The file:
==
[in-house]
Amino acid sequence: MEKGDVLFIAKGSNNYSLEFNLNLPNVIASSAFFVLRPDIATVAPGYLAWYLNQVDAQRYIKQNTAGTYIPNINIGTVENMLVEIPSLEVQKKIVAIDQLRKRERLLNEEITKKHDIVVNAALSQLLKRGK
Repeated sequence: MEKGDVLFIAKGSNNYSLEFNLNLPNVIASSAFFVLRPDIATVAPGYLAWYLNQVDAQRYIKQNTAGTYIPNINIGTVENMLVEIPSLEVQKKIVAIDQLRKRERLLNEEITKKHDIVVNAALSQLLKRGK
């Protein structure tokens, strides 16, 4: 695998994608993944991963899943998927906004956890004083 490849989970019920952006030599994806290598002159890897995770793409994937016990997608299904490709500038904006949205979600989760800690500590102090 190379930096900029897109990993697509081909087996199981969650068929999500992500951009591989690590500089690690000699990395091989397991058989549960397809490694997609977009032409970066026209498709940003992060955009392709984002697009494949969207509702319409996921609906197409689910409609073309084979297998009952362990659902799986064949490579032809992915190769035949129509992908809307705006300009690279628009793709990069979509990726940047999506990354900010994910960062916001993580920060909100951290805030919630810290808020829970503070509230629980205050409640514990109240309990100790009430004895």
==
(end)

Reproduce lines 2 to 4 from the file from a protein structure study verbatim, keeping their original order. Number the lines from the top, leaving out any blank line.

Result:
Amino acid sequence: MEKGDVLFIAKGSNNYSLEFNLNLPNVIASSAFFVLRPDIATVAPGYLAWYLNQVDAQRYIKQNTAGTYIPNINIGTVENMLVEIPSLEVQKKIVAIDQLRKRERLLNEEITKKHDIVVNAALSQLLKRGK
Repeated sequence: MEKGDVLFIAKGSNNYSLEFNLNLPNVIASSAFFVLRPDIATVAPGYLAWYLNQVDAQRYIKQNTAGTYIPNINIGTVENMLVEIPSLEVQKKIVAIDQLRKRERLLNEEITKKHDIVVNAALSQLLKRGK
């Protein structure tokens, strides 16, 4: 695998994608993944991963899943998927906004956890004083 490849989970019920952006030599994806290598002159890897995770793409994937016990997608299904490709500038904006949205979600989760800690500590102090 190379930096900029897109990993697509081909087996199981969650068929999500992500951009591989690590500089690690000699990395091989397991058989549960397809490694997609977009032409970066026209498709940003992060955009392709984002697009494949969207509702319409996921609906197409689910409609073309084979297998009952362990659902799986064949490579032809992915190769035949129509992908809307705006300009690279628009793709990069979509990726940047999506990354900010994910960062916001993580920060909100951290805030919630810290808020829970503070509230629980205050409640514990109240309990100790009430004895």